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News >  Crime/Public Safety

New Kootenai County sheriff latest law enforcement leader to refuse to enforce mask mandate as cases and deaths mount

UPDATED: Tue., Jan. 12, 2021

Bob Norris
Bob Norris

Kootenai County Sheriff Bob Norris announced his department would not enforce the Panhandle Health District mask mandate despite significant community transmission of COVID-19 and a hospital that has been near or at capacity for months.

“The Kootenai County Sheriff’s Office will not enforce an unenforceable law or executive mandate on its citizens,” Norris wrote. “It is not law enforcement’s job to get between you, your health and your doctor.”

Norris became sheriff earlier this month after being elected to the position in November, when former Sheriff Ben Wolfinger retired. Norris follows other North Idaho law enforcement leaders, including Bonner County Sheriff Daryl Wheeler, in refusing to enforce the mandate.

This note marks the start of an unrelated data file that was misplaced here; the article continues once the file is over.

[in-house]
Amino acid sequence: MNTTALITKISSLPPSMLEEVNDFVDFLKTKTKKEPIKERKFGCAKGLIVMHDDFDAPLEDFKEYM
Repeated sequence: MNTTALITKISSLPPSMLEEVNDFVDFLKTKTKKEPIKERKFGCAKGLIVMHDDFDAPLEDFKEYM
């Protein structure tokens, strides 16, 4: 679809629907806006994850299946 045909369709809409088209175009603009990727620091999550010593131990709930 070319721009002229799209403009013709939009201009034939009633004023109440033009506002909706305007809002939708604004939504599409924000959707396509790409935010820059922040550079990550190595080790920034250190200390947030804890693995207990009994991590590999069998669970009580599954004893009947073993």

Wolfinger took an educational approach to the mandate, saying violations would be dealt with on a case-by-case basis, according to KHQ.

COVID-19 has run rampant in North Idaho, with 14,046 cases in Kootenai County alone and more than 18,300 cases in the five-member counties of the Panhandle Health District. Nearly 200 people have died from the virus in the area, according to the district. The Panhandle Health District did not respond to a request for comment on the sheriff’s statement.

Kootenai Health canceled elective surgeries from Dec. 16 through Sunday due to the high number of COVID-19 patients at the hospital. As of Monday morning, there were more COVID-19 patients at Kootenai Health than when the decision to cancel surgeries was made.

As of Monday morning, there also were 84 COVID-19 patients at Kootenai Health, with 22 requiring critical care, according to the hospital.

Norris said he believes the mask mandate “goes against the fundamental principle of the U.S. and Idaho Constitutions.”

Most experts, however, agree that mask mandates do not infringe on an individual’s constitutional rights. Richard Seamon, a constitutional law professor at the University of Idaho, told KLEW that the medical consensus that masks reduce the spread of COVID-19 coupled with allowed exemptions to the mandates make them constitutional.

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